Intermittent fasting (IF) in its most strict form is undergoing a fast of at least 24 hours at some frequency, or intermittently. For example, that could mean doing a 72 hour fast once every quarter, or a 5 day fast once per year. A true prolonged fast like this would only include water, tea, and minerals with zero calories.
As time-restricted feeding is what most people are referring to when they speak about intermittent fasting, that’s what we’ll be covering here.
What Do We Know About Time-Restricted Feeding and Intermittent Fasting?
Weight loss boils down to a simple measurement of calories in and calories out. If you’re eating more calories than are burned, you’ll gain weight, and if you’re taking in fewer calories than you burn, you’ll lose weight. For this reason, dietary interventions for weight loss are primarily focused on continuous energy restriction (CER), or in other words, eating as you would normally, but just eating fewer calories. The issue with CER is that adherence is poor, typically declining within 1-4 months.
A recent review by Rynders and colleagues from 2019 concluded that, based on current literature, “intermittent fasting does not seem to produce greater weight loss than continuous energy restriction.” However, “adherence to weight loss interventions is the greatest predictor of weight loss success”, and some patients may respond better to caloric restriction, while others will respond more favorably to intermittent fasting or time-restricted feeding. Few studies were carried out long enough to properly assess adherence to the two different protocols.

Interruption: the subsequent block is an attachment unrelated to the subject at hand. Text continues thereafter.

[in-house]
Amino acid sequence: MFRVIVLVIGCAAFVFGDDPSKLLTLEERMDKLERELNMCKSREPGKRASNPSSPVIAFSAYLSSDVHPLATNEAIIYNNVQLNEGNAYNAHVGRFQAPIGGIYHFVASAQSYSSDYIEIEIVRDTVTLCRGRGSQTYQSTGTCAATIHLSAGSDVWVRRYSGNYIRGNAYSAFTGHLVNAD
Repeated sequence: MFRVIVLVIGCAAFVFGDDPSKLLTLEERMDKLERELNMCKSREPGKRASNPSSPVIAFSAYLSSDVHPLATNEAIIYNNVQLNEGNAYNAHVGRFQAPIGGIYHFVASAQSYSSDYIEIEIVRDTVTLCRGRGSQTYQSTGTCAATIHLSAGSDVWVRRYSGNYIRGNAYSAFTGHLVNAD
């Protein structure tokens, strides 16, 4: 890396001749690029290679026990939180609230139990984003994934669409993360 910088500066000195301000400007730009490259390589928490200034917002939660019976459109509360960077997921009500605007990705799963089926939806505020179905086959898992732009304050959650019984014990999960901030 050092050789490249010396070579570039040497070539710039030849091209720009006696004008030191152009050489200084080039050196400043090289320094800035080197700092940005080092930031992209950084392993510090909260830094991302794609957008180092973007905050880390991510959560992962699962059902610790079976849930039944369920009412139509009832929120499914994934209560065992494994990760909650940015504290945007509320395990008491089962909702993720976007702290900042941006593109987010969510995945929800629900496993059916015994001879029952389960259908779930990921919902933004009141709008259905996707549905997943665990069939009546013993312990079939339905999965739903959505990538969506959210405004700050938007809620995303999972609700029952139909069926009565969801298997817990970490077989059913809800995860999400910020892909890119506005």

Interestingly, time-restricted feeding seems better at preserving lean mass per a 2016 study by Moro and colleagues compared to continuous caloric restriction. Count that as a win for time-restricted feeding.
While IF is moderately successful for weight loss, there are a variety of interesting metabolic effects that occur. Kahleova et al compared time-restricted feeding to caloric restriction and found greater improvements in fasting glucose, increased oral glucose insulin sensitivity, decreased C-peptide levels, and decreased glucagon levels in the TRF group.
Sutton and colleagues in 2018 found that men with prediabetes who performed time-restricted feeding experienced improvements in multiple cardiometabolic health markers, beyond what would occur from simple weight loss.
But what if you’re healthy without any chronic medical conditions? A meta-analysis and systematic review by Cho et al. in 2019 concluded that “intermittent fasting improves glycemic control and insulin resistance with a reduction in BMI, a decrease in leptin level, and an increase in adiponectin concentration,” which are generally considered favorable changes for most individuals. Cabo in 2020 also highlighted the benefits of blood pressure, heart rate, endurance training effects, and abdominal fat loss.